It was 800 years when the gnomes owned Whiterock. They were driven out by orcs and giants. (See DCC #51.) However, in one area the remains of a drow scout are found under a tunnel collapsed at this time. The drow arrived a full 120 years later according to the timeline. Furthermore, the scout carries a map depicting the Whiterock dungeon. It is identical with the one found in the DCC #51 module, but without the descriptors. The scout could not have mapped all these areas, some of them not existing 800 years ago nor during the time of the drow invasion. In between several factions made changes to the underground complex, giving it the shape it is in in that year in which the adventurers arrive.

I highly recommend leaving that whole map thing out.

Also, the structure of the dungeon does not befit fully the background story. The dungeon itself is structured logically enough. The players are unlikely to learn the full backstory anyway, as in other DCC adventures. It exists for the GM to fill in missing pieces in terms of atmosphere and structure.



Rating:
[3 of 5 Stars!]
Dungeon Crawl Classics #51.5: Sinister Secret of Whiterock
Click to show product description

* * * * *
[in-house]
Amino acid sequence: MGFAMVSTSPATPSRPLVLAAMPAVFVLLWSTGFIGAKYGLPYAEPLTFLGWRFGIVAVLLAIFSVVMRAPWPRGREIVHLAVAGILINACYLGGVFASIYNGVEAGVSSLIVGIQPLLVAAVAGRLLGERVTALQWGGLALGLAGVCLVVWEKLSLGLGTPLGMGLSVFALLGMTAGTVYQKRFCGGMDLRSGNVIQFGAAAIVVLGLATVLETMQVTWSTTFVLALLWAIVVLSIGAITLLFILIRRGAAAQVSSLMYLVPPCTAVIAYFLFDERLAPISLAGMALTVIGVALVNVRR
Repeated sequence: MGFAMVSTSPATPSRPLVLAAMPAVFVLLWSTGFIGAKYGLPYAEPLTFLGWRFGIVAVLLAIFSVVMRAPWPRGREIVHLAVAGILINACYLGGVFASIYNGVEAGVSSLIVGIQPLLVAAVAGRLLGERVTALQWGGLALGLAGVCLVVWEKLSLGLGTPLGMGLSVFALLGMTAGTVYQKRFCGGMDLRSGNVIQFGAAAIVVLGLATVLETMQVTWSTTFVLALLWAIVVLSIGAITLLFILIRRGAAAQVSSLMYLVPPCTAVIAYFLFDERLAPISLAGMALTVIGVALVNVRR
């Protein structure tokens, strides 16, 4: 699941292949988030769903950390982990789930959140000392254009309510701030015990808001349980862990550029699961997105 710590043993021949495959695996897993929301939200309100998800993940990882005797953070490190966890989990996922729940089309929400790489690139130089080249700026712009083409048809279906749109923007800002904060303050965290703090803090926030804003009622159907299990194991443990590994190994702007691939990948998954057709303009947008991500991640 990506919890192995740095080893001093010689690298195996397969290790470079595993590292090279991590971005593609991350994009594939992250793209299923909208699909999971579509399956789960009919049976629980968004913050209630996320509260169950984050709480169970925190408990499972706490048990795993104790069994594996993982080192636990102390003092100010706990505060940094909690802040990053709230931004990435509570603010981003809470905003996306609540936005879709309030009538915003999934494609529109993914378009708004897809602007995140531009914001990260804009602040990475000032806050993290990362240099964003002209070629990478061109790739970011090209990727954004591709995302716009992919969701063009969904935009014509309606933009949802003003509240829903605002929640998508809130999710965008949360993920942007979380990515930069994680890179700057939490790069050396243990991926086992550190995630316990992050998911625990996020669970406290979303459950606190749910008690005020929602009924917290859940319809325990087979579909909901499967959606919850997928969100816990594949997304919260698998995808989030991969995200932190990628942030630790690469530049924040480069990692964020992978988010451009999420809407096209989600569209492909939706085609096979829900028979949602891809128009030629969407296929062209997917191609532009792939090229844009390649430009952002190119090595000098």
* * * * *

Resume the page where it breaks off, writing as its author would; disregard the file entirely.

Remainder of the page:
Add to DriveThruRPG.com Order

Spark Roleplaying Game
Publisher: Genesis of Legend Publishing
by Oliver K. [Verified Purchaser]
Date Added: 08/30/2013 07:13:53

I backed Spark in its Kickstarter and got a chance to read and play the finished product soon after it was released.

The game itself is well-explained and has simple, clear and well-explained rules, showing good workmanship.

While the rules may be elegant and simple, mastering Spark is not for everyone. Spark puts world- and storybuilding in the hands of everybody at the table. Only if all participants can handle that, Spark will flow well. The good news is - you learn this while you play Spark.

In Spark, at least with a prepared setting world, you begin by selecting the beliefs in the world that you want to explore as a group. Then some factions to represent these beliefs. You define some basic stats for the GM that he can roll on. And finally you create some ties between those factions. It's all in the book, the process is explained very well.